Joan Bingham: “She had already experienced glamour, accomplishment and tragedy when she helped found Grove Atlantic.”

From a New York Times obit by Neil Genzlinger headlined “Joan Bingham, Catalyst in Publishing Merger, Dies at 85”:

Joan Bingham, who played a key role in a merger that created the Grove Atlantic publishing house, then served almost three decades as its executive editor, acquiring and producing numerous prestigious titles, including Kiran Desai’s “The Inheritance of Loss” and collections by the Pulitzer Prize-winning poet Kay Ryan, died on Saturday at her home in Manhattan. . . .

Ms. Bingham had already experienced glamour, accomplishment and tragedy when she helped found Grove Atlantic, which was formed in 1993 by the merger of Grove Weidenfeld and the Atlantic Monthly Press.

She had married into the wealthy Bingham family, whose media holdings included the Kentucky newspapers The Louisville Times and The Courier-Journal, also in Louisville. Her husband, Robert Worth Bingham III, was thought to be destined for a prominent role in the family business, but he was killed in a freak accident in 1966.

After that, Ms. Bingham made her own mark. In 1984 she was the founding publisher of The Washington Weekly, a spunky but short-lived publication that covered politics and culture in the nation’s capital. Later she edited a newsletter on economics in Paris.

She then became the catalyst for Grove Atlantic. George Weidenfeld and Ann Getty (who died in September at 79) had created Grove Weidenfeld in 1986, incorporating the venerable Grove Press into the new company. Morgan Entrekin had taken over Atlantic Monthly Press in 1991. He knew Ms. Bingham’s daughter, Clara, and in a phone interview on Monday he said it was Joan Bingham who had provided the connection that led to the Grove-Atlantic merger.

“She called me in the spring of 1992 and said, ‘Do you know anything about Grove Weidenfeld?’” Mr. Entrekin, Grove Atlantic’s publisher and chief executive, said. “Joan was really crucial in creating the whole thing.”

Grove’s formidable backlist and Atlantic’s success with new titles seemed a good fit. But, Mr. Entrekin said, Ms. Bingham was more than just a matchmaker.

“She put up some working capital, became involved as executive editor, and away we went,” he said.

Over the years she acquired and edited more than 100 titles, in fiction, nonfiction and poetry. There was “Triangle: The Fire That Changed America” (2003), David Von Drehle’s account of the catastrophic Triangle Shirtwaist Factory fire of 1911. There was “The Inheritance of Loss,” Ms. Desai’s best-selling novel, which won the Man Booker Prize in 2006. There was “Walk the Blue Fields,” Claire Keegan’s acclaimed story collection, from 2008.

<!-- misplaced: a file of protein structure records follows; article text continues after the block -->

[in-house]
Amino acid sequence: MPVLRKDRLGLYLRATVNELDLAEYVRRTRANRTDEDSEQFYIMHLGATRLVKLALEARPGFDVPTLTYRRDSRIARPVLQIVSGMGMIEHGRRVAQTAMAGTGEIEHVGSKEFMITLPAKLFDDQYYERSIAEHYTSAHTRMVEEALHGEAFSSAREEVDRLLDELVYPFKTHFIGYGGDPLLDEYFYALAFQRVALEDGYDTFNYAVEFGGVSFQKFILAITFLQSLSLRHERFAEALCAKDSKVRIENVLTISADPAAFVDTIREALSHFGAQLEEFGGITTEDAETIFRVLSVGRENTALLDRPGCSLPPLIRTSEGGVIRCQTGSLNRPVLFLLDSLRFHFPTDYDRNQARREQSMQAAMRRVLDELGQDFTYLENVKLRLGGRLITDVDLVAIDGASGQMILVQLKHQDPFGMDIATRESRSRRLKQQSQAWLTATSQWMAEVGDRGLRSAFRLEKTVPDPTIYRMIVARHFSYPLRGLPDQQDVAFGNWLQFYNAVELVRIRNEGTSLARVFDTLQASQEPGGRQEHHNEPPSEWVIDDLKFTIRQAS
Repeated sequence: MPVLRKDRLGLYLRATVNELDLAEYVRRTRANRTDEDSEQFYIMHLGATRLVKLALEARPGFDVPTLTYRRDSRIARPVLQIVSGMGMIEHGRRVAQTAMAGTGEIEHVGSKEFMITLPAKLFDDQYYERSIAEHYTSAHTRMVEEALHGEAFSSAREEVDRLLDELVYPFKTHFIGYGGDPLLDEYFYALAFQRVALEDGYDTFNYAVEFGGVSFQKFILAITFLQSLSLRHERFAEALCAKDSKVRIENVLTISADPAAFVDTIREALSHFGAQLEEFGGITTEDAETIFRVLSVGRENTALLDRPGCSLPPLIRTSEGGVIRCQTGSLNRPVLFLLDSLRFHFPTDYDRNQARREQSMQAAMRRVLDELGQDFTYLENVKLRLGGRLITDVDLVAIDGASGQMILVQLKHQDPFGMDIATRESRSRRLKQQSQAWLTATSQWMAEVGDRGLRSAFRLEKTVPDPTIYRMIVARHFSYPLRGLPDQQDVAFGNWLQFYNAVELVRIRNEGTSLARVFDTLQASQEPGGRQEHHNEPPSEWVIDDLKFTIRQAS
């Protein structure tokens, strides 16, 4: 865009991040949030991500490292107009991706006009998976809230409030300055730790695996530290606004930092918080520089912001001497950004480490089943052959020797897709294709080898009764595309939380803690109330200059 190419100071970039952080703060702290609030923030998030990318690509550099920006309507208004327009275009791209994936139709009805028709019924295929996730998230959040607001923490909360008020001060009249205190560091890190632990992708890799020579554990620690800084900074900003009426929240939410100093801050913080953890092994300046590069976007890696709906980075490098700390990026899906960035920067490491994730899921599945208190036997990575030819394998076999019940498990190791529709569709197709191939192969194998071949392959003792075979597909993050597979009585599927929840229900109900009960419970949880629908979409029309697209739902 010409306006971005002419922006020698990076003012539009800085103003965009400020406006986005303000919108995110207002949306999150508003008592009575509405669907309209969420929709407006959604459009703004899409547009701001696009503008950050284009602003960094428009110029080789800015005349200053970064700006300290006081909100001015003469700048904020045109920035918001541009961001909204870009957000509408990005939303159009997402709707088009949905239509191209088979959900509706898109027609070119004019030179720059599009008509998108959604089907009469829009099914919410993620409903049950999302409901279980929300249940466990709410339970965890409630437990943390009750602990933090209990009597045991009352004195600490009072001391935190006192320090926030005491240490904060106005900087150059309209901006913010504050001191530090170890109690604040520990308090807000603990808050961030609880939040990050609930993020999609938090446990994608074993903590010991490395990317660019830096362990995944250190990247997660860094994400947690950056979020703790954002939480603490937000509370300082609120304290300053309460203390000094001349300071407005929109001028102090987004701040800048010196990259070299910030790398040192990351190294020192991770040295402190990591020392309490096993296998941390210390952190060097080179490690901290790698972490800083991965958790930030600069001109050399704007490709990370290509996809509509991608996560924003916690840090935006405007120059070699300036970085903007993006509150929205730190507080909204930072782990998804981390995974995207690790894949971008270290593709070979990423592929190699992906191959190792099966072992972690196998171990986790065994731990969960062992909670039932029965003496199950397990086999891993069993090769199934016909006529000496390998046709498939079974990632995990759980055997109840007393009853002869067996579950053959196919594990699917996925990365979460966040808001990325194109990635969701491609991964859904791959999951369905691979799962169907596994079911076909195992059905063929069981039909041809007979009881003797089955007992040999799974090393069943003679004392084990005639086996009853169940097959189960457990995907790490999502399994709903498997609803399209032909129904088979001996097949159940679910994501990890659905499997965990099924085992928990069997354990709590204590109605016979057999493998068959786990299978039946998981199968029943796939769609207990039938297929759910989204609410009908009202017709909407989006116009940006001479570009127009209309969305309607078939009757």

And there was a lot of poetry. Ms. Bingham helped create and oversaw the Grove Press Poetry Series. Among its first offerings was “Elephant Rocks” by Kay Ryan, an interesting voice because, as Mr. Entrekin noted, she was “an outlier,” not part of the strain of poets from academia.

With Ms. Bingham championing her work, Ms. Ryan became prominent enough that, in 2008, she was named poet laureate of the United States. Her 2010 collection, “The Best of It: New and Selected Poems,” won the Pulitzer Prize. . . .

She was studying at the California School of Fine Arts in San Francisco when, during a summer session at Harvard University, she met Mr. Bingham. They married in 1960.

Mr. Bingham enjoyed outdoor activities. In July 1966 the family was vacationing in Nantucket, Mass., and Mr. Bingham hoped to do some surfing. Fitting the surfboard into their rented car required rolling down the windows and laying the board crosswise in the vehicle, the ends protruding out the windows on either side. With Mr. Bingham driving, one end of the board clipped a park car, causing it to pivot, whipping the board into Mr. Bingham’s neck and killing him.

Ms. Bingham remained a director of the family company (which sold its media holdings in 1986) but settled in Manhattan and Washington. Once she entered the book-publishing field, her homes in both cities, with their walls of bookcases, became frequent stops for those in the business. . . .

Ms. Bingham’s brief marriage to George Packard in the late 1970s ended in divorce. Her son, Robert Worth Bingham IV, died of a drug overdose in 1999. In addition to her daughter, Clara Bingham, she is survived by three grandchildren.

Neil Genzlinger is a writer for the Obituaries Desk. Previously he was a television, film and theater critic.

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